The term Post Impressionism was first coined by the English art critic Roger Fry for an exhibition of the work of Paul Cézanne, Georges Seurat, Paul Gauguin, Vincent van Gogh, Henri de Toulouse-Lautrec, and others held in 1910 in London. All these painters began as Impressionists, but each of them eventually abandoned the style to create their own highly personal art. Impressionism was based, in its strictest sense, on the objective recording of nature in terms of the perceived effects of colour and light. The Post Impressionists rejected this limited aim in favour of more ambitious expression. They exploited the pure, brilliant colours of Impressionism, its freedom from traditional subject matter – historical subjects, still life etc., and its technique of defining form and structure with short brushstrokes of broken colour and developed it in many different directions. The ideas of many of these painters would form the basis of much of the developments in painting that took place in the early part of the 20th century.
Paul Cézanne was the first to make the break from Impressionism when he withdrew from exhibiting with the movement in 1878. He wished “to make of Impressionism something solid and durable like the art of the museums.” He rejected the idea of ‘capturing the moment’ with special emphasis on the effect of light and set about trying to capture the structure and permanence of both landscape and still life. He became obsessed with the underlying structures of natural forms – trees, mountains – and the problem of unifying surface patterns with spatial depth – making a flat surface (the canvas) look 3D. By reducing structures, mountains etc., to simple shapes and analysing the colour relationships, he managed to give a solidity to the object that Impressionism, by its very nature, could not. His art became a major inspiration for Cubism, which would also concern itself with depicting the structure of objects.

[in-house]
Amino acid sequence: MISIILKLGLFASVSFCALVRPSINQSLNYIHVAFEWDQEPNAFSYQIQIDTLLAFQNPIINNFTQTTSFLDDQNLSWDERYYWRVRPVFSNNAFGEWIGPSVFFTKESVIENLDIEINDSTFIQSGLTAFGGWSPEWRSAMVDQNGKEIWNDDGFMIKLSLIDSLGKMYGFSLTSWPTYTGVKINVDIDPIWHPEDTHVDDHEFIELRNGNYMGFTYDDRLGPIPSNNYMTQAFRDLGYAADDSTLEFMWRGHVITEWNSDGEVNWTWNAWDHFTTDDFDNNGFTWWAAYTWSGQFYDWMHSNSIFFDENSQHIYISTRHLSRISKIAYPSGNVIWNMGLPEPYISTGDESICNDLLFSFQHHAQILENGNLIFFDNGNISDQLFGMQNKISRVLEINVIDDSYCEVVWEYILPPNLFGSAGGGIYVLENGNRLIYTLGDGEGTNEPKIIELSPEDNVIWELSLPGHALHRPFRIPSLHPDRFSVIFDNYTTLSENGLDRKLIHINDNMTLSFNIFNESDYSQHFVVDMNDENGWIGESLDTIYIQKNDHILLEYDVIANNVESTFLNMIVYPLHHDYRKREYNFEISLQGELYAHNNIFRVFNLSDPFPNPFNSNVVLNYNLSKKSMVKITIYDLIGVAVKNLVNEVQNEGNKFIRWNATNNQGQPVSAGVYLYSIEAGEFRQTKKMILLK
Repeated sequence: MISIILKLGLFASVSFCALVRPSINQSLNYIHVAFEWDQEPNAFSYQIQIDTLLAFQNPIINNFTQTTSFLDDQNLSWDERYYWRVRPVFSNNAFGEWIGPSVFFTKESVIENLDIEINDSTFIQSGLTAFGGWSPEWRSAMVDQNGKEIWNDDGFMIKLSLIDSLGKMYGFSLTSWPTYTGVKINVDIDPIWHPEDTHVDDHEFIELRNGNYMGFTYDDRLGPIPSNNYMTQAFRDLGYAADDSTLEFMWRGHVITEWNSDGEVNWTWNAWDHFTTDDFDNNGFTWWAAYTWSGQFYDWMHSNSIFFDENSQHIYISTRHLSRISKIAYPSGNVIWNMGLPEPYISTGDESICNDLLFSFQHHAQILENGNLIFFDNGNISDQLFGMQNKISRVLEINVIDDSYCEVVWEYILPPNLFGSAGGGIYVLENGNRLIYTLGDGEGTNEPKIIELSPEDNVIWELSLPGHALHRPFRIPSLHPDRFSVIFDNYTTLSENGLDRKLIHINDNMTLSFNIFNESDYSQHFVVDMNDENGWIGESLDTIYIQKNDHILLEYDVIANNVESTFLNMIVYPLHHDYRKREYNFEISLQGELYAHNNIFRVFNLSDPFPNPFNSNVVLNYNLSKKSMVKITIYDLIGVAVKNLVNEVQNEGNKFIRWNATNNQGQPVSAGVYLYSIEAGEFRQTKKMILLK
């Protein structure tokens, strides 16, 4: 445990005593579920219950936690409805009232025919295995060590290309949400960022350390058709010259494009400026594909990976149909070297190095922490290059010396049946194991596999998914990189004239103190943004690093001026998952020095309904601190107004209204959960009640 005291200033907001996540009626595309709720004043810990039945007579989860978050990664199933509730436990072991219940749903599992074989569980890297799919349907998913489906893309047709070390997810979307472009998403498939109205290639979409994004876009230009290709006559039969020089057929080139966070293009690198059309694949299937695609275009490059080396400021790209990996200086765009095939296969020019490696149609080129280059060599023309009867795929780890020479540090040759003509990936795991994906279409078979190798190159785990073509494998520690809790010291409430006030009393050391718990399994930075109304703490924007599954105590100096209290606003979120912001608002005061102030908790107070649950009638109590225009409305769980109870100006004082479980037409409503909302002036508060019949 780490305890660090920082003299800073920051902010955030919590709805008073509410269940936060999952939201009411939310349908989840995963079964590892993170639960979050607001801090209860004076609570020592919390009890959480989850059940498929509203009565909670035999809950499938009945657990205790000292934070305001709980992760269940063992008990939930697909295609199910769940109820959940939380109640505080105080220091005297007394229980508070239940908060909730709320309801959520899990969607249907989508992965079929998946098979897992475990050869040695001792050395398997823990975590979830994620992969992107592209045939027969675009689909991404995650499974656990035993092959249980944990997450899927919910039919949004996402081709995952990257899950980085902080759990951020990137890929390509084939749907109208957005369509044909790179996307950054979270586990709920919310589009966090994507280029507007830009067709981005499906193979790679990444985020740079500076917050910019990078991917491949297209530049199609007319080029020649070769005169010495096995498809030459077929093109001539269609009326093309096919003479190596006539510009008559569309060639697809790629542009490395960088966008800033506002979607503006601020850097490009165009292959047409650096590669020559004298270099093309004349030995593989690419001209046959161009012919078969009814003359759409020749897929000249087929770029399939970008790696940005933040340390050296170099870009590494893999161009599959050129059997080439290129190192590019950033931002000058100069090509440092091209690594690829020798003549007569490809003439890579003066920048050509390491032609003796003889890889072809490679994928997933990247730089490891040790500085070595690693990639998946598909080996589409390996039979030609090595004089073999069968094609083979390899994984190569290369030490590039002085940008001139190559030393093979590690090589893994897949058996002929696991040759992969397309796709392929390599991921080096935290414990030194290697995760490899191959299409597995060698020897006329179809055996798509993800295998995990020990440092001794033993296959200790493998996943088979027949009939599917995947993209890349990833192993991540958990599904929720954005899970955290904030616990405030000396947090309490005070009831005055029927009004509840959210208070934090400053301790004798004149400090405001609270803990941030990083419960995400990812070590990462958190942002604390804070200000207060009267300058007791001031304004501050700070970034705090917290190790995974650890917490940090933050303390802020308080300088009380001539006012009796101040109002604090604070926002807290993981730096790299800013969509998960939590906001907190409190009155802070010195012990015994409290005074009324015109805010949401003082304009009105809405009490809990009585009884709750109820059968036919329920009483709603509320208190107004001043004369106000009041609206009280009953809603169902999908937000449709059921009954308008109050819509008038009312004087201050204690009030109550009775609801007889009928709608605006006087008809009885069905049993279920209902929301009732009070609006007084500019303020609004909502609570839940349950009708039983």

The Post Impressionists often exhibited together but, unlike the Impressionists who were a close-knit, convivial group, they mainly worked alone. Cézanne painted in isolation at Aix-en-Provence in southern France and Gauguin, took up residence in Tahiti in 1891, although he did work with Van Gogh for a short time in the late 1880’s.
Both Gauguin and Van Gogh developed their own, more spiritual, response to Impressionism, in fact Gauguin announced in 1886 that Impressionism had become too involved with “the abominable error of naturalism.” He advocated a return to the aesthetic of primitive art, for which he believed imagination and ideas were the primary inspiration and the representation of nature merely a vehicle for that expression. Copying the pure, flat colour, heavy outline, and decorative qualities of medieval stained glass and manuscript illumination, he explored the expressive potential of pure colour and line, using exotic and sensuous colour harmonies to poetically depict the Tahitians he would eventually live amongst.
After arriving in Paris in 1886 Vincent van Gogh’s painting was transformed by Impressionist techniques and colour. He changed the contrasting short brushstrokes of Impressionism into curving, vibrant lines of colour which gave him the means to express his emotions and inner torment. When we look at a Van Gogh painting, especially the later ones, we are not looking at a painting of objects we are looking at the soul of a insecure and unstable man.
Post Impressionism led the way from a naturalistic approach to painting towards one which evoked feeling and emotion through the use of colour and form. It would eventually form the basis of the movements, Cubism and Fauvism in the early 1900’s.